“It'll be our policy until our time is complete,” he said, stopping short of saying when he'd cease work as the top U.S. diplomat.
The Trump administration is attempting to ramp up pressure on Iran before Biden takes office as president. Biden has said he wants to return to rapprochement with Iran. Analysts say Biden is expected to be more willing to engage the Iranians in order to avoid major escalation, although he’s likely to press Tehran on its missile program and not just its nuclear program.
Trump is viewed favorably by Gulf heavyweights Saudi Arabia and the United Arab Emirates for pulling the U.S out of a nuclear accord with Iran and reimposing sweeping sanctions that have drained Iran of vital oil revenue.
Trump was recently talked back from moving ahead with a military strike on Iran’s main nuclear site by advisors who included Pompeo, according to a New York Times report. When asked about this, a State Department official traveling with Pompeo told reporters that “all options are on the table” and that the Trump administration “will continue to pursue its policies until it’s not in office anymore."
Pompeo started his Gulf tour in the UAE capital of Abu Dhabi early Saturday, meeting the emirate’s Crown Prince Mohammed bin Zayed, who’s seen as the day-to-day ruler and the powerful figure behind the country’s major policy decisions.
The State Department said they discussed the progress of the UAE’s decision to normalize ties with Israel — a move that was followed by Bahrain and Sudan. They also discussed “security cooperation and countering Iran’s malign influence in the region, as well as that of China,” the U.S. statement said.
Pompeo “also underscored the importance of Gulf unity.”
The UAE, Saudi Arabia, Bahrain and Egypt have largely balked at U.S. efforts to reconcile with Qatar, which they accuse of sponsoring terrorism and backing violent Islamist groups across the region. The quartet cut ties with Qatar in mid-2017 and have demanded the gas-rich Arab state shutter its flagship Al Jazeera news network among other demands, which Qatar has rejected outright, along with the accusations.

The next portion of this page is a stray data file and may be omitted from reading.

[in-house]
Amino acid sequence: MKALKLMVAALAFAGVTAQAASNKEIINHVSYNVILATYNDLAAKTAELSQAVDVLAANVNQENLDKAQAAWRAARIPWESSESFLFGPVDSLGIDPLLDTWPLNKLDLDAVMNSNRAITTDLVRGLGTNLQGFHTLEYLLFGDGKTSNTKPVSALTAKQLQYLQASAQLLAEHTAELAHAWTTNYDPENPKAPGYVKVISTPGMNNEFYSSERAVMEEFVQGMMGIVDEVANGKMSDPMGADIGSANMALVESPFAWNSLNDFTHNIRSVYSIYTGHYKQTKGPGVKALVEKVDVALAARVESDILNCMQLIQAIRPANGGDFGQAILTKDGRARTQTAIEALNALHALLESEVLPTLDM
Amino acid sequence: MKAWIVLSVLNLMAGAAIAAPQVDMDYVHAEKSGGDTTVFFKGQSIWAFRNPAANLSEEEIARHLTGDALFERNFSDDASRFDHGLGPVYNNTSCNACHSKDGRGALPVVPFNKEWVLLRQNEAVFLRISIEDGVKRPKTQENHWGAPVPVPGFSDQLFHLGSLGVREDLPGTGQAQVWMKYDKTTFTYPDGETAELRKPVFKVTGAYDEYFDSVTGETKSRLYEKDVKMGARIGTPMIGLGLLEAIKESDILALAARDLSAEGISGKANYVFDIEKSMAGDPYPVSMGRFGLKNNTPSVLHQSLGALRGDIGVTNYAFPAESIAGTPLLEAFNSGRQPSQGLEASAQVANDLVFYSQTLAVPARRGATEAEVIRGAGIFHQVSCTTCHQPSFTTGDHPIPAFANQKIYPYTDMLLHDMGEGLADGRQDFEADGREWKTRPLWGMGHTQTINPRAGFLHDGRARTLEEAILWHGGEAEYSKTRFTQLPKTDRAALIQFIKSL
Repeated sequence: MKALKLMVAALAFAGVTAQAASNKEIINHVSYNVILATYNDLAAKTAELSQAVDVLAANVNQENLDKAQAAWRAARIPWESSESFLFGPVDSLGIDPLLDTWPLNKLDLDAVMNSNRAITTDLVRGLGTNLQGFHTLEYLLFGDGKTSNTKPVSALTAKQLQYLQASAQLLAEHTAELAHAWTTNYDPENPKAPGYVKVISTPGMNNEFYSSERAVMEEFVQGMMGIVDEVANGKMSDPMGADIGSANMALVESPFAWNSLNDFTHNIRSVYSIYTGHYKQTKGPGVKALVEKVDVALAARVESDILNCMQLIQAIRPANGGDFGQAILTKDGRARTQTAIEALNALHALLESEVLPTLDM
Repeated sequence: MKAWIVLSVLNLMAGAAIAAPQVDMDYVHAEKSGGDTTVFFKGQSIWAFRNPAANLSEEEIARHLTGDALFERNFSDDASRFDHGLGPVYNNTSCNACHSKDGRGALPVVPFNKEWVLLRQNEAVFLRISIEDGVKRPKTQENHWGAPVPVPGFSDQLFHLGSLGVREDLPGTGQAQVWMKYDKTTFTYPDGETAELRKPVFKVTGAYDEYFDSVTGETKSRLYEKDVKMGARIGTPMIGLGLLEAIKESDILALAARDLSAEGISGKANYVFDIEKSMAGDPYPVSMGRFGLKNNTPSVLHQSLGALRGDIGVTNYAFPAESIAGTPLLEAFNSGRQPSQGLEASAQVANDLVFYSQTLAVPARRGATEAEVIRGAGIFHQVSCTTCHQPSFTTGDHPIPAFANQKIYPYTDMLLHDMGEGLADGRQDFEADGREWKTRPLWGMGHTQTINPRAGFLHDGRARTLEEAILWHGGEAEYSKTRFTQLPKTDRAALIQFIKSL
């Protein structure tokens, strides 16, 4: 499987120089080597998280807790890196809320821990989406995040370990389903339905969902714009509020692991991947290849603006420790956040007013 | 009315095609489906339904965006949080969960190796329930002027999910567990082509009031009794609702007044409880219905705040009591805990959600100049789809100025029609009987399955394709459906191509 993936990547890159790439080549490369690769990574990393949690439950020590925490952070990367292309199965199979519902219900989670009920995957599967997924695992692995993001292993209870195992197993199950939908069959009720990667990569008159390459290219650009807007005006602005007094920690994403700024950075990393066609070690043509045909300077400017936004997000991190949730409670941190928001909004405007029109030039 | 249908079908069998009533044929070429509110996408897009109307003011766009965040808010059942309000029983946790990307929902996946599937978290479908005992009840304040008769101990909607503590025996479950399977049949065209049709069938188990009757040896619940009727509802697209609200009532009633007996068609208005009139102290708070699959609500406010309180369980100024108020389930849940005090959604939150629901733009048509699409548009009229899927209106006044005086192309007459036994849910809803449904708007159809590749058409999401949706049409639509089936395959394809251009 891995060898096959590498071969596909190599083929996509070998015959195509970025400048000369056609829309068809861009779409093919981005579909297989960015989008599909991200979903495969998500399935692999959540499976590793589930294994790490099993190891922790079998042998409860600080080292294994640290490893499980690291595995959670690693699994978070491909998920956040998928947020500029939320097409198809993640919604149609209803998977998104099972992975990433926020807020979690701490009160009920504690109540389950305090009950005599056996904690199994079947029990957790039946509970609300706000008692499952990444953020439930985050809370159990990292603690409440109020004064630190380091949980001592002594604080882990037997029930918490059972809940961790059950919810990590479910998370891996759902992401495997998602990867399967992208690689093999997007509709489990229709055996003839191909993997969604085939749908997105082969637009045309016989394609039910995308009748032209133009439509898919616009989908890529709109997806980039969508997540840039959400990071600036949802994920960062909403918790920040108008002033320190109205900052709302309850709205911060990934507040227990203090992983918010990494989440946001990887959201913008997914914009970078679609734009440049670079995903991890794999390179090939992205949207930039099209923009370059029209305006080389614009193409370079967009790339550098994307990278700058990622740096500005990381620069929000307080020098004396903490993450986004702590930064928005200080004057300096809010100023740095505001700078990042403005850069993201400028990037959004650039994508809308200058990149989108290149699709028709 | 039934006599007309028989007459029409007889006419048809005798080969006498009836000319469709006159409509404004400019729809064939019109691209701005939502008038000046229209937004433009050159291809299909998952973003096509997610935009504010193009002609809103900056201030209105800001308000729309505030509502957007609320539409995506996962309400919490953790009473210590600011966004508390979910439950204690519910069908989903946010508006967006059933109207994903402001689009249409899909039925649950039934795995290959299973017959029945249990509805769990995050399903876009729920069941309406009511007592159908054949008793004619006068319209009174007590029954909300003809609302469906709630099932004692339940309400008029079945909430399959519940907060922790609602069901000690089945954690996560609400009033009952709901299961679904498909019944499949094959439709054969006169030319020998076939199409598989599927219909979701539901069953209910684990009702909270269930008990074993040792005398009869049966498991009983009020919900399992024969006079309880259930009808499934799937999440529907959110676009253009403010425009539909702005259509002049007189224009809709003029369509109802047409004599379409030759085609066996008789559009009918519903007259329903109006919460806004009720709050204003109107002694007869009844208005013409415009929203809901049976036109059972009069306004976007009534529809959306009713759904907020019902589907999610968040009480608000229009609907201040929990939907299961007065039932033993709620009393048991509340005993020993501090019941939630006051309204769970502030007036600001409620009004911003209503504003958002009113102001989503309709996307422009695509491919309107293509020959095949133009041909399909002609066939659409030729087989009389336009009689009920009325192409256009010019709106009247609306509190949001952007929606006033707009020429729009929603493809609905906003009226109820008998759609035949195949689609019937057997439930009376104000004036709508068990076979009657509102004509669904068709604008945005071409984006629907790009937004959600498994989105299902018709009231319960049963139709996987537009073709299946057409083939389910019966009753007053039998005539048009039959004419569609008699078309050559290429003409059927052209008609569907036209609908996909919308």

Pompeo departed Abu Dhabi for Qatar on Saturday, although there are no direct commercial flights due to the stalemate.
He had lunch with the ruler, Emir Tamim bin Hamad al-Thani, and met with Qatar's foreign minister. The State Department said Pompeo discussed regional issues, and “the importance of a united Gulf to stand against the Iranian regime’s destabilizing activity, and the risk to the region presented by China.”
Qatar, however, has warm ties with Iran. The two countries also share a massive underwater gas field in the Persian Gulf.
While in Qatar, Pompeo additionally met with representatives of the Afghan government and Taliban, where the warring sides are holding talks about the future of the country. Despite a sharp rise in violence this year, Washington plans to withdraw an estimated 2,500 troops before the middle of January, leaving about 2,000 soldiers in Afghanistan.